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Music-Filled Month Sets Stage for Upcoming Wick Festival
Music-Filled Month Sets Stage for Upcoming Wick Festival

It has been a music-filled January at St. Mark's, all culminating in the 28th Annual Wick Choral Festival: Friday, January 31 and Saturday, February 1 in the Putnam Family Arts Center's Class of 1945 Hall.

Over the course of the month, music has been plentiful on campus. At the Community & Equity Day event on Friday, January 17, members of the choir opened with a song celebrating "Umoja." Students from the Asian Student Association then gave an impressive rock band performance (pictured left), and shortly afterward the girls in the choir sang "We Will Rise!"—the official song of the Southborough School, as part of the Southborough Society's presentation (see at end of article). "We Will Rise!" was written in the autumn of 1972 by two 16-year-old Southborough School students. Named for the Southborough School, the Southborough Society is St. Mark's women's affinity group.

The next day, Saturday, January 18, six St. Markers played in the Massachusetts Music Educators Association (MMEA) Central District Music Festival. Ryder Henry '20 (French horn), Grace Li '21 (flute), Waverly Shi '21 (violin), Albert Wu '23 (violin), Kelly Yang '23 (vocal—soprano), and Richard Zhang '21 (violin) all performed at Worcester's Mechanics Hall.

On Thursday, January 23, Logan Matthews '22 was the special guest co-host for THE FOLK REVIVAL program on WICN (Worcester Public Radio). It was the eighth year in a row that Matthews has appeared on that program's annual "Singing the Dream" show, celebrating the life of Dr. Martin Luther King Jr. and the legacy of African-American music. A member of St. Mark's jazz ensemble, the IV Form day student from Southborough also played his saxophone on the air that night (right). St. Mark's alumnus and staffer Nick Noble '76 has been the regular host of THE FOLK REVIVAL for the past 13 years.

On Friday, January 24, at the Trustee Weekend service in Belmont Chapel, Ryder Henry '20 played a movement from a French horn concerto by Richard Strauss, accompanied on the piano by St. Mark's Director of Music James Wallace. Later that same evening, the ceremony introducing a new endowed faculty chair in Asian Studies began with a musical prelude from Lanruo Lora Xie '20, a VI Former from Chengdu, China. She played the guzheng, a traditional Chinese stringed instrument similar to a zither, autoharp, or fretted dulcimer (pictured above right).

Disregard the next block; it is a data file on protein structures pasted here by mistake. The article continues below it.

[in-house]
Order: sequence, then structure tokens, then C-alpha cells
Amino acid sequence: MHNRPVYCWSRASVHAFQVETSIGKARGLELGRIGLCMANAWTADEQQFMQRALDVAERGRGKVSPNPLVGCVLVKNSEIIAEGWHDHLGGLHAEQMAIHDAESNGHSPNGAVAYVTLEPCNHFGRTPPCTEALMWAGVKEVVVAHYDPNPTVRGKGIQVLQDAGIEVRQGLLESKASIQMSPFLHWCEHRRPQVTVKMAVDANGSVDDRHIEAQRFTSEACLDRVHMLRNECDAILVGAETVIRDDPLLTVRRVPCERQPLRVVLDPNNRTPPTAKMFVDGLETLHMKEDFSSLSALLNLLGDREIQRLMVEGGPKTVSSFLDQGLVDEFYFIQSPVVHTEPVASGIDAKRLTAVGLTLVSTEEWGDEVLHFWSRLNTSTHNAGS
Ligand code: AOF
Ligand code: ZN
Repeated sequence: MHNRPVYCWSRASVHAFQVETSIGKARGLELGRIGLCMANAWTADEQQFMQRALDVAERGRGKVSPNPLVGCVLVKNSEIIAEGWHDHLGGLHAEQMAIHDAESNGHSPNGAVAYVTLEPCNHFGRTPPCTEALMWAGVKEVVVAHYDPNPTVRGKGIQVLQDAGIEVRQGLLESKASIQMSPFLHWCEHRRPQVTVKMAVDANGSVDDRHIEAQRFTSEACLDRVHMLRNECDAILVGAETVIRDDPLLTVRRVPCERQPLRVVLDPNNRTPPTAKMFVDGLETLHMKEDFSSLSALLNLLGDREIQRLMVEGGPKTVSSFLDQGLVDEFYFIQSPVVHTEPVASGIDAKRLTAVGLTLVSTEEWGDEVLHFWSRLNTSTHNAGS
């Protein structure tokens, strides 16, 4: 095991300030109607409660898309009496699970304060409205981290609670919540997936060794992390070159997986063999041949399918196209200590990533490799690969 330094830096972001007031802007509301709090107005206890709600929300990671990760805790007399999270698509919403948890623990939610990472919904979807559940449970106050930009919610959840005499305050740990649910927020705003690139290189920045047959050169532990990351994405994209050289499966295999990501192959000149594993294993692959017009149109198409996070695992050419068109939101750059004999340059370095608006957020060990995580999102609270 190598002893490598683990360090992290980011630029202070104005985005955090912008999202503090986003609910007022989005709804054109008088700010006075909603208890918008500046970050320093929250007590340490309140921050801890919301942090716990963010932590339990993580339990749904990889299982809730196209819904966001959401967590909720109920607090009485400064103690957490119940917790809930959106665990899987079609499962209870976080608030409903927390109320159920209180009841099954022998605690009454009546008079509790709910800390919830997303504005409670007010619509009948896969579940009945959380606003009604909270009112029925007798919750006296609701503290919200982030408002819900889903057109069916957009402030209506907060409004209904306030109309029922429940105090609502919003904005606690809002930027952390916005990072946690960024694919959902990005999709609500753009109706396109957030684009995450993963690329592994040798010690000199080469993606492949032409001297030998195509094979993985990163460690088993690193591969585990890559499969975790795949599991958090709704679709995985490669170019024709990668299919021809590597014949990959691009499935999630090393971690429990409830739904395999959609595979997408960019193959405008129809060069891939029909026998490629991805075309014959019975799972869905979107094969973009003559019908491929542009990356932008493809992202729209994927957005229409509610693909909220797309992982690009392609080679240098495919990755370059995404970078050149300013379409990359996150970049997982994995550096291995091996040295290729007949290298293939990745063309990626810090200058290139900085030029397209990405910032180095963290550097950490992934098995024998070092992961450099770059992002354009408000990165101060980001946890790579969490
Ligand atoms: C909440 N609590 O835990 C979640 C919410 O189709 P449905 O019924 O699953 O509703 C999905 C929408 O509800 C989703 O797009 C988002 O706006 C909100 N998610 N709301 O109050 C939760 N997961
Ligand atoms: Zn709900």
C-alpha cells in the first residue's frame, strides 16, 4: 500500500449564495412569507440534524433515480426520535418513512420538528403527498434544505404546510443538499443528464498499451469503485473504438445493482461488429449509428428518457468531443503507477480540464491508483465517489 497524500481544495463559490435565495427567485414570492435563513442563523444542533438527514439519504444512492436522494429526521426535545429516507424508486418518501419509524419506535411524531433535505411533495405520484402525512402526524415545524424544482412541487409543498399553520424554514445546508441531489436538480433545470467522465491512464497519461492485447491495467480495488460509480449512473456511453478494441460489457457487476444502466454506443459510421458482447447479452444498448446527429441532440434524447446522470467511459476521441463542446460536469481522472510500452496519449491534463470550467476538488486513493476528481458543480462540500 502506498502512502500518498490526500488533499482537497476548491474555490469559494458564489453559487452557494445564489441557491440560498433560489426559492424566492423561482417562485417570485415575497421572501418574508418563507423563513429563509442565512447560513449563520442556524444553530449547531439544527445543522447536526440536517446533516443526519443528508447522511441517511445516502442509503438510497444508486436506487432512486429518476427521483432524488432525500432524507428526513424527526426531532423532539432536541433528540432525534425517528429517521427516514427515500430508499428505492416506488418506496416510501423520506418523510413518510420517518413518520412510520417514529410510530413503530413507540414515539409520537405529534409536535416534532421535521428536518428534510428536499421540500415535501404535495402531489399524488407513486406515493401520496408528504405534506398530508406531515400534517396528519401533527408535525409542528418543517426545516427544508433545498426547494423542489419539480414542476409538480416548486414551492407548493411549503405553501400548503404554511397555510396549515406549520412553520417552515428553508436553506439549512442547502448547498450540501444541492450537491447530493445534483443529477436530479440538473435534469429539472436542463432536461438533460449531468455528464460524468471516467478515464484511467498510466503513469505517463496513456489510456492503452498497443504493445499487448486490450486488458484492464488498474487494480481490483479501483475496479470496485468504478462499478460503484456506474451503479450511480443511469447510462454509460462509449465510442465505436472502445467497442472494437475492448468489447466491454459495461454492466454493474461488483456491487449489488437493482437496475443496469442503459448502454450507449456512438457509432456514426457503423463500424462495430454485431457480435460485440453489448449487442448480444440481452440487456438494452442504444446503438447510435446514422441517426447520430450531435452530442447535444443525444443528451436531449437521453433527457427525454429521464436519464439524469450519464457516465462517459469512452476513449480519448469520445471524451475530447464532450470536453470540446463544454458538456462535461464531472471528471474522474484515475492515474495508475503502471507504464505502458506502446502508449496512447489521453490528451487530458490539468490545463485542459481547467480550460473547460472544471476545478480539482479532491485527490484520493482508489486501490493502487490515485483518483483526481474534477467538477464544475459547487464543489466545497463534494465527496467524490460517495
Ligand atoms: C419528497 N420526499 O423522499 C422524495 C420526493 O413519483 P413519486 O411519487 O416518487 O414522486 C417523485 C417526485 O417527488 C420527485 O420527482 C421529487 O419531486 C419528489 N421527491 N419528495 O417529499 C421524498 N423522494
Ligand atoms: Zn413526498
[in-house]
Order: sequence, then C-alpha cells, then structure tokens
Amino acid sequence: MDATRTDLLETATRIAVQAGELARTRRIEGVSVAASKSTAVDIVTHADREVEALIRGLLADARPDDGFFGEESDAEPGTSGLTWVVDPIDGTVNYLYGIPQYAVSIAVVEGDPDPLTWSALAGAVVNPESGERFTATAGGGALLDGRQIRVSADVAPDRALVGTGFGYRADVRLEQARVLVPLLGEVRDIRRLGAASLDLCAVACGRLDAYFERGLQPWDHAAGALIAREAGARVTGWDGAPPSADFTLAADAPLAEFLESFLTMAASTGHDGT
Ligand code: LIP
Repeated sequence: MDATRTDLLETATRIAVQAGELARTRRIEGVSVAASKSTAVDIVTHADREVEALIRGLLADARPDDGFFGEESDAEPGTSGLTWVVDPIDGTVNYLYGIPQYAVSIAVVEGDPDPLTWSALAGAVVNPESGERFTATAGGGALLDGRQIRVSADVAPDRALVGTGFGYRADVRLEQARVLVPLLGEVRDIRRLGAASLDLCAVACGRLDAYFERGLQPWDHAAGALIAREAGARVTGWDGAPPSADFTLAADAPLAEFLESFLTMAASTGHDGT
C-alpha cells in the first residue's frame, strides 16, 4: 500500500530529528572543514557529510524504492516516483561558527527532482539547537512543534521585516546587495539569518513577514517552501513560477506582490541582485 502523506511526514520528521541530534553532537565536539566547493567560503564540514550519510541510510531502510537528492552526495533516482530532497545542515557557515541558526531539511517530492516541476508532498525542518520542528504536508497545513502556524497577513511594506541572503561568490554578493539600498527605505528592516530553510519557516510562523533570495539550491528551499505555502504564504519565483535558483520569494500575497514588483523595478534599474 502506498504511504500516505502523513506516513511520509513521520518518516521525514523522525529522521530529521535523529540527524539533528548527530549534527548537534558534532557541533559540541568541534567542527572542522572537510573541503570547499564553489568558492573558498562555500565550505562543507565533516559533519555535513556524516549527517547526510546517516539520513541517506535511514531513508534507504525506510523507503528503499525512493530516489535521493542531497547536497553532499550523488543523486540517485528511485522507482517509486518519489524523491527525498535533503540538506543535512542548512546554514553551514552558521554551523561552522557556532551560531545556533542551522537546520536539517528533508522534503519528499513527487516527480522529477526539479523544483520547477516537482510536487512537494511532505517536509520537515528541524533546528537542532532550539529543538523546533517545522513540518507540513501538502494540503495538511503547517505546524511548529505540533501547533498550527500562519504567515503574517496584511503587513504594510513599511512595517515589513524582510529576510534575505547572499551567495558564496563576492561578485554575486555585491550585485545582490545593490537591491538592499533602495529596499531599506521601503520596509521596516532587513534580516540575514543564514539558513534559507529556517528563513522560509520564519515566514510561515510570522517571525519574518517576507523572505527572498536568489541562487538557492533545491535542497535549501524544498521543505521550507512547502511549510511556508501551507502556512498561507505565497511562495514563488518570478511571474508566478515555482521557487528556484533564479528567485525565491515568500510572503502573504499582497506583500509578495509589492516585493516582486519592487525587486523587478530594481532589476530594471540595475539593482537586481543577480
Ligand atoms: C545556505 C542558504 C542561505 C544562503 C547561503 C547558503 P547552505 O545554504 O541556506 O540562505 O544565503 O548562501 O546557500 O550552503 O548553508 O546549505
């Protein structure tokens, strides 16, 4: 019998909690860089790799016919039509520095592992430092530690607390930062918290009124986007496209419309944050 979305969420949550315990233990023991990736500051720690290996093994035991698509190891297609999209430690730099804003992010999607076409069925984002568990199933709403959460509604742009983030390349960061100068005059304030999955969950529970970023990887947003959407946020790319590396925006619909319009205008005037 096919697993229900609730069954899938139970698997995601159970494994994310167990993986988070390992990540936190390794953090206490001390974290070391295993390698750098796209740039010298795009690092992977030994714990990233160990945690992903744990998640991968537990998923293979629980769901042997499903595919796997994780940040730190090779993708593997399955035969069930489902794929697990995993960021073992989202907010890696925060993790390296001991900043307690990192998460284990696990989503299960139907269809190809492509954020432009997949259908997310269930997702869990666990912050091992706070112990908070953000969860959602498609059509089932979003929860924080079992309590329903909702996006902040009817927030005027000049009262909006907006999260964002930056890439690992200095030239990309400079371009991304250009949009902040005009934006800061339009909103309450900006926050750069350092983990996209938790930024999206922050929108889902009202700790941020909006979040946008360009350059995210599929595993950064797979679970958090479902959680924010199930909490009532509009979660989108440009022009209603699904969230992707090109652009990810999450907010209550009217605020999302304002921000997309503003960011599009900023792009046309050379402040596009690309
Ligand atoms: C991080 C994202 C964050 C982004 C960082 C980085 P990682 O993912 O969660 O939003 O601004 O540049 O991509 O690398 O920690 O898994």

That same night, Padma Mynampaty '22 (left) made her public debut as a singer-songwriter, performing four original songs onstage at Framingham's Amazing Things Arts Center. A veteran of St. Mark's coffeehouses and two radio appearances, the IV Form day student from Southborough will be the opening act at a folk concert in Worcester in mid-April.

The next day, three St. Markers auditioned for the MMEA All-State Music Festival. Ryder Henry '20, Grace Li '22, and Waverly Shi '21 all passed their auditions, playing the French horn, flute, and violin respectively. They will play in the All-State Music Festival Concert in Symphony Hall, Boston, on March 7.

Then, on Tuesday night, January 28, the choir performed the anthem "Day by Day" at the monthly evening chapel service.

With so much music at St. Mark's in January, it is fitting that St. Mark's will close out the month with the 28th annual Wick Choral Festival. St. Mark's a capella groups gave a quick teaser performance during the week as a preview.

The Myron A. Wick, Jr. Choral Festival is offered annually in memory of SM alumnus Myron A. Wick '33, and in honor of his lifelong enjoyment of singing. It was established in 1992 through the generosity of the Wick family and friends. Each night starting at 7:30, St. Mark's and three or four other high schools sing a cappella—vocal arrangements of pop songs without instruments—and then each night's program will conclude with a featured college a cappella group.

On Saturday evening, January 31, the Marksmen and the Royal Blues will perform, along with groups from Northfield Mount Hermon, the Wheeler School, and Algonquin Regional High School, The featured college act of the night will be the Buffers, a men's group from Hamilton College. That group includes St. Mark's alumnus Jonathan Shakespeare '18.

On Sunday, February 1, the Royal Blues and the Marksmen will be joined by groups from Cushing Academy, Roxbury Latin, Noble & Greenough, and Middlesex. Sunday's featured college performers will be a women's group: the Hamilton College Tumbling After. Singing for Hamilton will be St. Mark's alumna Kaela Dunne '18.

There will be even more music in February, including the annual opera trip, an informal afternoon concert, the Winter Student Showcase, and the choir performing Stanford's "Te Deum in B-Flat" at evening chapel. St. Mark's has a long history of musical excellence, led by renowned faculty members such as James H. Marr (20 years), J. Stanley Sheppard (35 years), and Thomas Berryman (30 years). Mr. Wallace and his outstanding music department have inherited that legacy and are continuing that tradition.